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Discussion Starter · #1 ·
Hello all. Recently I had some thoughts about getting a new tank to replace my current setup which is a 33 long. It's very easy to maintain. Obviously though, due to sheer water volume, you really can't go all out with stocking it. A couple small schools of fish like 15 each and your done lol

I had thought about upgrading to another setup. I had two thoughts. Something that was still easy to maintain compared to something much larger like a 75 and is around 40-55 gallons, but has a lot more water volume.

My first thoughts were a 40 breeder as they are really more closer to 45-47 gallons I believe. That would give me at least an extra 15 gallons of water volume for more stocking.
But... then I would have to purchase another stand, light etc. A 55 gallon would also give a bit more volume as well and I could use the same stand and equipment. A little bit trickier to maintain though given it's height. I also thought about a 40 long, but they really aren't that much larger than a 33 long. My wife would also tell me to move out if I got any tanks bigger than a 65 I'm pretty sure lol so before anyone says a 75, 90, 125... not gonna work lol

If there's any other tanks that would be thrown in this category, let me know!
 

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Hello all. Recently I had some thoughts about getting a new tank to replace my current setup which is a 33 long. It's very easy to maintain. Obviously though, due to sheer water volume, you really can't go all out with stocking it. A couple small schools of fish like 15 each and your done lol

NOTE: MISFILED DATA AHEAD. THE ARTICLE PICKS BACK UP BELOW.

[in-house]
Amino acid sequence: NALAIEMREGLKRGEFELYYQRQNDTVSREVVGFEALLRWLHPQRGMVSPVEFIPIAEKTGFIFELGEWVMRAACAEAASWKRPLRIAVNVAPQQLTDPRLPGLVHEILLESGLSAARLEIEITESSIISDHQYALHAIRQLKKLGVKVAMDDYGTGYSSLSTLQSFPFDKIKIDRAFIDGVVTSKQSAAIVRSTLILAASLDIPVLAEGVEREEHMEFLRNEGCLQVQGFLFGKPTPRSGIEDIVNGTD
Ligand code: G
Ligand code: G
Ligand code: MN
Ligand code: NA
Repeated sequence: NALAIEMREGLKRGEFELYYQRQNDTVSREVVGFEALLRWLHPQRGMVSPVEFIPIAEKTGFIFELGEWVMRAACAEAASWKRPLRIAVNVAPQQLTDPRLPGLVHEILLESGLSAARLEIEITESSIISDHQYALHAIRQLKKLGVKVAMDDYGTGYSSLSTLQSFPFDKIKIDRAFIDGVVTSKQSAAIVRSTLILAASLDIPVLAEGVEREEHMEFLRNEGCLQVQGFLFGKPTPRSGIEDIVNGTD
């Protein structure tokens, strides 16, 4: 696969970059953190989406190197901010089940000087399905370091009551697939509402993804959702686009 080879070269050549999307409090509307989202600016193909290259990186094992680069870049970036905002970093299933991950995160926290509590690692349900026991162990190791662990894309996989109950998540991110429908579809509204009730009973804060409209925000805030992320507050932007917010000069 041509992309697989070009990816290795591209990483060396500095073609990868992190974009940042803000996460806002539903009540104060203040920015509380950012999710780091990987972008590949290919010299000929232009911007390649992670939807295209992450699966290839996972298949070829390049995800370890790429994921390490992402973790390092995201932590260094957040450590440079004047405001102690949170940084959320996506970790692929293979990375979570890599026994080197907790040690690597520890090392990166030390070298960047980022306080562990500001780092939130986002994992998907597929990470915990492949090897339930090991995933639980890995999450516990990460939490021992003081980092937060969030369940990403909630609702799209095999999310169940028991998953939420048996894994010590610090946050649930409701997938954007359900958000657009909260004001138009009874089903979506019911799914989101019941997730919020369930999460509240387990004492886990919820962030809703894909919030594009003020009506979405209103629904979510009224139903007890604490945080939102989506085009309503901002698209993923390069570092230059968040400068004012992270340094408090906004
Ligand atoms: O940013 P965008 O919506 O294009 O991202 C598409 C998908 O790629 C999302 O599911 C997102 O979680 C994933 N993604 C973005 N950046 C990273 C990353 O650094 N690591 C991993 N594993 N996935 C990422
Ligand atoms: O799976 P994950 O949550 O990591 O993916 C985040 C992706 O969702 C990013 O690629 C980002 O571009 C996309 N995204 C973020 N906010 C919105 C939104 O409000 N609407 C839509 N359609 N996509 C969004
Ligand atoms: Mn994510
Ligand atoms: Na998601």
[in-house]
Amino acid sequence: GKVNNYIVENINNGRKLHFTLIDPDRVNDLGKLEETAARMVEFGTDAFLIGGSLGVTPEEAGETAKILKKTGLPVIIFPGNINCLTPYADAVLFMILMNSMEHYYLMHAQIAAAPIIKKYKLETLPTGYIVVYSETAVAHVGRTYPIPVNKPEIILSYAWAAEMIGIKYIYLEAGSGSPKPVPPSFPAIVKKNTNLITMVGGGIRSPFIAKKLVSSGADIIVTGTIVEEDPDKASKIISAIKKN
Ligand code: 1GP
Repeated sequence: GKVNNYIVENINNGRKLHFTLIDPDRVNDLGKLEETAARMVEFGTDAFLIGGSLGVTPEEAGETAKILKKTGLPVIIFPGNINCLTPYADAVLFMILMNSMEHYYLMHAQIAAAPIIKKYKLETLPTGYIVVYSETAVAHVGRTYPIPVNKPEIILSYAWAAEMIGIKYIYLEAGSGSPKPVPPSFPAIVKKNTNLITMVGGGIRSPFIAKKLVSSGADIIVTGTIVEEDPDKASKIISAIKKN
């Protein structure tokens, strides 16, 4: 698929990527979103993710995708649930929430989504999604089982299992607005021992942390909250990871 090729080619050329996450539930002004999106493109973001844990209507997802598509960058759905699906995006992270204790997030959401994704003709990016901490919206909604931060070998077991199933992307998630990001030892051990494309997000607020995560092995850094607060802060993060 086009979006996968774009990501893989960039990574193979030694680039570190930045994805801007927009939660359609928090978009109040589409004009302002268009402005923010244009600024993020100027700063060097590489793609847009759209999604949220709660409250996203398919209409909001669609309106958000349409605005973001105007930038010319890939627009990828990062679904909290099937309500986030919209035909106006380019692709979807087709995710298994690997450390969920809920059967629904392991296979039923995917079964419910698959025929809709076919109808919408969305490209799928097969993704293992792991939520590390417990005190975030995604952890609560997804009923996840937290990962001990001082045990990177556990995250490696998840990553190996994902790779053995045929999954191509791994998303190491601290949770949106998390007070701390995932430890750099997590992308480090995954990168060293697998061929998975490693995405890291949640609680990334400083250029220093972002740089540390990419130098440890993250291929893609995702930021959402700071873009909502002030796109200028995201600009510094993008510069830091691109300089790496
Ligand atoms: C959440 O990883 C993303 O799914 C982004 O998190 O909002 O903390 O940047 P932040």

I had thought about upgrading to another setup. I had two thoughts. Something that was still easy to maintain compared to something much larger like a 75 and is around 40-55 gallons, but has a lot more water volume.

My first thoughts were a 40 breeder as they are really more closer to 45-47 gallons I believe. That would give me at least an extra 15 gallons of water volume for more stocking.
But... then I would have to purchase another stand, light etc. A 55 gallon would also give a bit more volume as well and I could use the same stand and equipment. A little bit trickier to maintain though given it's height. I also thought about a 40 long, but they really aren't that much larger than a 33 long. My wife would also tell me to move out if I got any tanks bigger than a 65 I'm pretty sure lol so before anyone says a 75, 90, 125... not gonna work lol

If there's any other tanks that would be thrown in this category, let me know!
Generally 3 options, rimmed aquariums, rimless aquariums, custom made aquariums. If going rimmed then you have only a few sized tanks between a 40 breeder and a 65 gallon. If going rimless you have a few more options from various brands but generally speaking it sounds like you are describing a 90P, or at a stretch a 90U or 120S. Custom clearly can be anything you want but you will pay for it.

If it were me, I'd go for the 90U or if you really want the shallower tank, a 120S but keep in mind evaporation is very much a THING in a tank like that. BUT The Wife factor is not to be underestimated. I'd get out a tape measure and show her the dimensions on a table so she can give the ok before springing for a purchase.
 

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From my own personal experience and having a hubby that tolerated my cichlid breeding program for years the cheapest most available (probably find one for free if you check local message boards) would be a 40b. This was the only tank I kept to keep a hobby tank. If $ isn't an option I'd say go rimless and do a 90p, or if you can find one cheap I'd pick that over the 40b for your particular situation. Good luck!!
 

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Discussion Starter · #4 · (Edited)
I don't care for rimless tanks personally. Seapora used to make a 45 gallon frag tank which I think would be awesome. Dimensions are 48x18x12. I think that would be sweet! But the only one they make of it now are a rimless, reef ready setup...